“To say that there is still a chasm between our current scientific understanding of the universe and the truth as I saw it is a considerable understatement. I still love physics and cosmology, still love studying our vast and wonderful universe. Only I now have a greatly enlarged conception of what “vast” and “wonderful” really mean. The physical side of the universe is as a speck of dust compared to the invisible and spiritual part. In my past view, spiritual wasn’t a word that I would have employed during a scientific conversation. Now I believe it is a word that we cannot afford to leave out.”
The subtitle provides an excellent synopsis of this book. Prior to his own personal experience, this highly regarded neurosurgeon, believed that near-death experiences were manifestations caused by extreme stress. It took a virus inexplicably attacking his brain, falling into a coma, and a near-death experience of his own to change his opinion. While the expectancy of recovery was dismal at best, it probably isn’t a spoiler to tell you that he miraculously lives (he wrote a novel about the experience after all!). More intriguing in this story is that his recovery exceeded the best-case scenario. His recovery would be a great story on its own, but his account of his near-death experience was fascinating. Reading about the connection between science and spirituality was refreshing. Read this if you are curious about spirituality.
The Wishing Spell (The Land of Stories #1), by Chris Colfer
“Sometimes we forget about our own advantages because we focus on what we don't have. Just because you have to work a little harder at something that seems easier to others doesn't mean you're without your own talents.”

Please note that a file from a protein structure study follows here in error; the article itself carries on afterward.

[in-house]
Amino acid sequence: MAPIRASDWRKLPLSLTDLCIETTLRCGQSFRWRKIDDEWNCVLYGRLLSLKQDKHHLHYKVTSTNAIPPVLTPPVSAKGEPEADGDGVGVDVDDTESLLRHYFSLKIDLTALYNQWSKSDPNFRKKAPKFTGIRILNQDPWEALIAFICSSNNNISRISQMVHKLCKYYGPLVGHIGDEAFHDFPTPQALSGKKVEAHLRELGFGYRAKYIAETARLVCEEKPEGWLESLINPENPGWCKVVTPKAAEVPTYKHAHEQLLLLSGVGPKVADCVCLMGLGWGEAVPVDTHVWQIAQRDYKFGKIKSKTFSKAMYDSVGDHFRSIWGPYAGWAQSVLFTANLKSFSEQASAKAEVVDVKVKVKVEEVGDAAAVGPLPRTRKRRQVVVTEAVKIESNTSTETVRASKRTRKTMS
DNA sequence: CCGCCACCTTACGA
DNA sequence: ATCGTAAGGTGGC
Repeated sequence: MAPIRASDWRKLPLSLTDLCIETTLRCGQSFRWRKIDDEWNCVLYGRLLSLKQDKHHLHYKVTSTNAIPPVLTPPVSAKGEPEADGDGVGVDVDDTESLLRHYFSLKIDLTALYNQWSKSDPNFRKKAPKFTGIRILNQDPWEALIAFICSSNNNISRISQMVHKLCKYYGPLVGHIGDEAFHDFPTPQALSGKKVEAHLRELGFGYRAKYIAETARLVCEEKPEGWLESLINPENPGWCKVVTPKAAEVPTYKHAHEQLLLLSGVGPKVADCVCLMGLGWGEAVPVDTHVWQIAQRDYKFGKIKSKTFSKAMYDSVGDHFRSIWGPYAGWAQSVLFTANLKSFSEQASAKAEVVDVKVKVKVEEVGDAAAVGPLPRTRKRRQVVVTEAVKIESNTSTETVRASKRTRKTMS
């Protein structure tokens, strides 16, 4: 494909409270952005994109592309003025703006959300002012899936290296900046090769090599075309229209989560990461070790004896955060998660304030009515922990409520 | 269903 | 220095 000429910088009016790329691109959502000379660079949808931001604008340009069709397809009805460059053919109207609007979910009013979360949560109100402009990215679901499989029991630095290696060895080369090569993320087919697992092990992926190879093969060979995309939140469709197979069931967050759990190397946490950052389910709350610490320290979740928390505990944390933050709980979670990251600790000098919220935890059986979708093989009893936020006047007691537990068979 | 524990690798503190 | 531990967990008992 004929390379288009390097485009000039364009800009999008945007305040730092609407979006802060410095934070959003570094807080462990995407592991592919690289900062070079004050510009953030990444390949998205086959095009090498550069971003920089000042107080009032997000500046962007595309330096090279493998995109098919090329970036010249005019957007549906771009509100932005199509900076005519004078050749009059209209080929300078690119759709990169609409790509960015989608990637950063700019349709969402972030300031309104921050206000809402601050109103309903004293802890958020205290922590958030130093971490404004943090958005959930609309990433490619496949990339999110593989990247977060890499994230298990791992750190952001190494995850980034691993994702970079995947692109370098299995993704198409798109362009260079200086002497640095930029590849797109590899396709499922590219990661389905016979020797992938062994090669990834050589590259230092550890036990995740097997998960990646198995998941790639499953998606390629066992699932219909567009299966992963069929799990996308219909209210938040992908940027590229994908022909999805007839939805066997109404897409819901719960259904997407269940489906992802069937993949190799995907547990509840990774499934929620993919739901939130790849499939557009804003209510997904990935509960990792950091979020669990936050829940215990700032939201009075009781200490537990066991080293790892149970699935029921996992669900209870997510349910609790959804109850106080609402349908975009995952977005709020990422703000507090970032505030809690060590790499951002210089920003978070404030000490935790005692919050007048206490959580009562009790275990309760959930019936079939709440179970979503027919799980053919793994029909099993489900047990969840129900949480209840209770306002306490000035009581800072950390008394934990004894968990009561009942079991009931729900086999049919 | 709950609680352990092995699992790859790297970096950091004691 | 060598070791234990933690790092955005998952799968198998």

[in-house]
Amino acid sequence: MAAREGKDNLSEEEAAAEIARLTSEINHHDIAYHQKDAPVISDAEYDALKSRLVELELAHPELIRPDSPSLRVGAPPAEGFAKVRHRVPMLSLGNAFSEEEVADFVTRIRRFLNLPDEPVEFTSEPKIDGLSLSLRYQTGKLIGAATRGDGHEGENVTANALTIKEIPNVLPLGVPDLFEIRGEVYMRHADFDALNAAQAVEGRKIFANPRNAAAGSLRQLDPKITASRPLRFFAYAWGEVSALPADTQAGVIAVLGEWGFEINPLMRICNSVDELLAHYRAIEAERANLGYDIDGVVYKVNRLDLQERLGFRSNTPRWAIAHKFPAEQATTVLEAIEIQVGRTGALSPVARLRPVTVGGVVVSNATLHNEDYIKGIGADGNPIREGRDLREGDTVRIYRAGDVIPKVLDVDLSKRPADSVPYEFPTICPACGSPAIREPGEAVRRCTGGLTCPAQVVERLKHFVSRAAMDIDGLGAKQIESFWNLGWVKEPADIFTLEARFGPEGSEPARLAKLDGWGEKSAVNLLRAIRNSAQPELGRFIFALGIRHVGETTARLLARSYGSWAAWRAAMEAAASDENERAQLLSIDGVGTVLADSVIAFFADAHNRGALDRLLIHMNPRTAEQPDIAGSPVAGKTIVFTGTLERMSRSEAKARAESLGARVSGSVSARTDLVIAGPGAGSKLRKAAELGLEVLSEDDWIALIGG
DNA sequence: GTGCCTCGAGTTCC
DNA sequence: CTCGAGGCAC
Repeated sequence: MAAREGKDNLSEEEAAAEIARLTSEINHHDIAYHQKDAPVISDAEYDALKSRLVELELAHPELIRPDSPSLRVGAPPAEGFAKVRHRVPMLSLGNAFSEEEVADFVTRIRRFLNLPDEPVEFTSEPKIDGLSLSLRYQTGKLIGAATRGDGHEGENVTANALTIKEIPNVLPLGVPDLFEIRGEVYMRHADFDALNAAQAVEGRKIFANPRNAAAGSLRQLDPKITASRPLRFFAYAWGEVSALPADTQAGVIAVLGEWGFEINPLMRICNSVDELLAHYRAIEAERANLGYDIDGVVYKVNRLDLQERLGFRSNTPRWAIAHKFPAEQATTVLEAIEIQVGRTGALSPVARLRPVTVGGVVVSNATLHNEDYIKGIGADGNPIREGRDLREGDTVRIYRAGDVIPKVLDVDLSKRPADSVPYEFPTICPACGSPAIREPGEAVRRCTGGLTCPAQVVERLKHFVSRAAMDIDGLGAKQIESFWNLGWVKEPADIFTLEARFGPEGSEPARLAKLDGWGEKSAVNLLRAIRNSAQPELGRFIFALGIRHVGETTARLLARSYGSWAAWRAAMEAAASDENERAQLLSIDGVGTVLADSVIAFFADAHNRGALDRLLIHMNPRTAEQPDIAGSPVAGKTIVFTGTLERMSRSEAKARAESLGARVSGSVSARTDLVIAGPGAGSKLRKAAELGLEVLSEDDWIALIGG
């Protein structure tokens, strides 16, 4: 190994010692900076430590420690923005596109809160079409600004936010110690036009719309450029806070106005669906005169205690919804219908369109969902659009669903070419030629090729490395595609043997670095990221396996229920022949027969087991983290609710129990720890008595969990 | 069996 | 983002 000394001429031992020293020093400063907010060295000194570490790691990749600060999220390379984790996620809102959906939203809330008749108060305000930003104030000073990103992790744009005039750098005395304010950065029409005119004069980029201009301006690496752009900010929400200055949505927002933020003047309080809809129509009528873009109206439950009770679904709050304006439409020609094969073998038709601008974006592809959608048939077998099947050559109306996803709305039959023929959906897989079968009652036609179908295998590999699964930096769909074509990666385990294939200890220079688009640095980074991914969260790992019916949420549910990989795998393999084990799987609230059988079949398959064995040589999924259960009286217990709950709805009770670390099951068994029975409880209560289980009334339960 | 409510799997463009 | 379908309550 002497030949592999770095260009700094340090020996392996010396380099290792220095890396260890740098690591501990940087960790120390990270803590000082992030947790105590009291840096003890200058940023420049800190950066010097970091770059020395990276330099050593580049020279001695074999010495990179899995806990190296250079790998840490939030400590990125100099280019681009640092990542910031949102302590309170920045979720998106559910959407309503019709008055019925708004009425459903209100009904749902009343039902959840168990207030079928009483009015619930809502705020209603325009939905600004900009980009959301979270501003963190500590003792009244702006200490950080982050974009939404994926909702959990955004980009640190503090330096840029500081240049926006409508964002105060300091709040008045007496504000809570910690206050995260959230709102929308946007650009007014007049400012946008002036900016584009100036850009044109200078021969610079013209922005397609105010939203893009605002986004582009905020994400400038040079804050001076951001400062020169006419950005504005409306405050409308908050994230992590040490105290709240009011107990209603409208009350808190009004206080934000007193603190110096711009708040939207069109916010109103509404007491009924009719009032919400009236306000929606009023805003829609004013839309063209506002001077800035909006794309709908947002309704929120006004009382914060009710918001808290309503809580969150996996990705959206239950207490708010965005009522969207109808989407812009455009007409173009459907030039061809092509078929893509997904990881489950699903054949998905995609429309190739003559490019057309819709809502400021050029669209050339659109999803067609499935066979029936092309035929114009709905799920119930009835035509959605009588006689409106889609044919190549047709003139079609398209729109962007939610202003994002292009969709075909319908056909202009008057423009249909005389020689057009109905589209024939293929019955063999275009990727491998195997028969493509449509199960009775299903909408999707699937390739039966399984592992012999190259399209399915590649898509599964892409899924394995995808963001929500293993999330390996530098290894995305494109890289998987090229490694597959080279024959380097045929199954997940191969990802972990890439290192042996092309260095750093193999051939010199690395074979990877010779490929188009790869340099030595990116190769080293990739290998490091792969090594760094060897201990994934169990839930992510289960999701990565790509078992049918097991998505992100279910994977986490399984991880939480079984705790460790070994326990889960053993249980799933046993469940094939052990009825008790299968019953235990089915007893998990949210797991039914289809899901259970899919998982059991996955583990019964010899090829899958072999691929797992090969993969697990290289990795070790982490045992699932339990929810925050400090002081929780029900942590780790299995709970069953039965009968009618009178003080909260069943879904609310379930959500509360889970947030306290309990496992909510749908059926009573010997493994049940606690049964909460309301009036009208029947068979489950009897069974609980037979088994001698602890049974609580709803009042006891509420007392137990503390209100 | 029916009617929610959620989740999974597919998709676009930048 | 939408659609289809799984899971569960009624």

Yes, this series is targeted at tweens, and it was indeed a tween (my favorite one in fact) who insisted that I read this novel. While fantasy has not typically been a genre that I have gravitated toward, my tween was absolutely captivated by this series, and her desire to share it with me was quite special.
You might recognize the author as “Kurt” from Glee. After reading this book it is evident that his creative talent spans several mediums. This tale follows the experiences of twins who travel to another dimension and find themselves among fairytales (think Little Red Riding Hood, Cinderella, etc.). Colfer carefully intertwines beloved fairy tales in a most enjoyable way. As a parent, I appreciate both the delightful story, as well as the underlying messages about loving your family, understanding how experiences shape people, and that hard times don’t last forever. Read this if you appreciate a fairytale, and digging deeper. If you loved Wicked, this is for you, but adjust your literary expectations to be suitable for tweens.
I’ll say what you are likely thinking, this list is random. At first glance, I would agree, but if you have read, or choose to read (or listen to) these books, I think you will find that the main characters in each are vulnerable. It is their vulnerability that makes them endearing and interesting. I find myself thinking about these characters long after finishing the books. That might seem odd, since in most cases they aren’t even real, but they have each left an impression that helps me to better understand people. These characters affirm having faith in the goodness of people and hope for 2021.
As I begin to consider a New Year's resolution to adopt for 2021, I intend to keep my reading resolution. With that in mind, I would be curious to hear if you have any favorite books that I should include on my reading list. Please DM me via Instagram @semi_crunchy_life.